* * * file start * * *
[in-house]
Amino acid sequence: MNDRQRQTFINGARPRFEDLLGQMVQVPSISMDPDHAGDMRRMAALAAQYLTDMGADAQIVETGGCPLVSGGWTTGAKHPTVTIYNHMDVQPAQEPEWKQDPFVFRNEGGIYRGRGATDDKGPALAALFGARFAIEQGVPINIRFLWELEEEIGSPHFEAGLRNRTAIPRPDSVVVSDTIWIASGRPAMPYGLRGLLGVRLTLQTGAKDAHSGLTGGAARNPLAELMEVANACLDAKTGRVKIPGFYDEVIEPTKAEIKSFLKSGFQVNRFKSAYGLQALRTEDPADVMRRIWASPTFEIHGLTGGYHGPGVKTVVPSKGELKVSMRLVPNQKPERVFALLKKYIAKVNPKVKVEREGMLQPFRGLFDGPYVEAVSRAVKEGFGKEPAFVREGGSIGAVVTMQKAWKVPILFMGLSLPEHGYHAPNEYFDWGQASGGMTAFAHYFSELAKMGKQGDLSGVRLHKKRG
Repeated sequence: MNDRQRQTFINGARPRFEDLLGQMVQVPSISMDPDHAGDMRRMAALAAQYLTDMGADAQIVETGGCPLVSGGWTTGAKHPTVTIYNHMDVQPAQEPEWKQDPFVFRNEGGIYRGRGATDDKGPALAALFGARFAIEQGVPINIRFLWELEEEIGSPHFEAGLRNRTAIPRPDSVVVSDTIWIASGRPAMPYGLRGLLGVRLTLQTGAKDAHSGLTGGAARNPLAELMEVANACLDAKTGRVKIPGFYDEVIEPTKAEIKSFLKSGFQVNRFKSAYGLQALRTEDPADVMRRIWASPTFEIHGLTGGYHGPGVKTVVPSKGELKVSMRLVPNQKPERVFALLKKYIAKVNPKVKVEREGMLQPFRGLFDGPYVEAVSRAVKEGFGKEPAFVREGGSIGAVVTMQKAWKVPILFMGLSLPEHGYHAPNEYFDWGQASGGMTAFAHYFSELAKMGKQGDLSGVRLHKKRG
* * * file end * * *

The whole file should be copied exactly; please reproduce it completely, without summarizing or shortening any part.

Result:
[in-house]
Amino acid sequence: MNDRQRQTFINGARPRFEDLLGQMVQVPSISMDPDHAGDMRRMAALAAQYLTDMGADAQIVETGGCPLVSGGWTTGAKHPTVTIYNHMDVQPAQEPEWKQDPFVFRNEGGIYRGRGATDDKGPALAALFGARFAIEQGVPINIRFLWELEEEIGSPHFEAGLRNRTAIPRPDSVVVSDTIWIASGRPAMPYGLRGLLGVRLTLQTGAKDAHSGLTGGAARNPLAELMEVANACLDAKTGRVKIPGFYDEVIEPTKAEIKSFLKSGFQVNRFKSAYGLQALRTEDPADVMRRIWASPTFEIHGLTGGYHGPGVKTVVPSKGELKVSMRLVPNQKPERVFALLKKYIAKVNPKVKVEREGMLQPFRGLFDGPYVEAVSRAVKEGFGKEPAFVREGGSIGAVVTMQKAWKVPILFMGLSLPEHGYHAPNEYFDWGQASGGMTAFAHYFSELAKMGKQGDLSGVRLHKKRG
Repeated sequence: MNDRQRQTFINGARPRFEDLLGQMVQVPSISMDPDHAGDMRRMAALAAQYLTDMGADAQIVETGGCPLVSGGWTTGAKHPTVTIYNHMDVQPAQEPEWKQDPFVFRNEGGIYRGRGATDDKGPALAALFGARFAIEQGVPINIRFLWELEEEIGSPHFEAGLRNRTAIPRPDSVVVSDTIWIASGRPAMPYGLRGLLGVRLTLQTGAKDAHSGLTGGAARNPLAELMEVANACLDAKTGRVKIPGFYDEVIEPTKAEIKSFLKSGFQVNRFKSAYGLQALRTEDPADVMRRIWASPTFEIHGLTGGYHGPGVKTVVPSKGELKVSMRLVPNQKPERVFALLKKYIAKVNPKVKVEREGMLQPFRGLFDGPYVEAVSRAVKEGFGKEPAFVREGGSIGAVVTMQKAWKVPILFMGLSLPEHGYHAPNEYFDWGQASGGMTAFAHYFSELAKMGKQGDLSGVRLHKKRG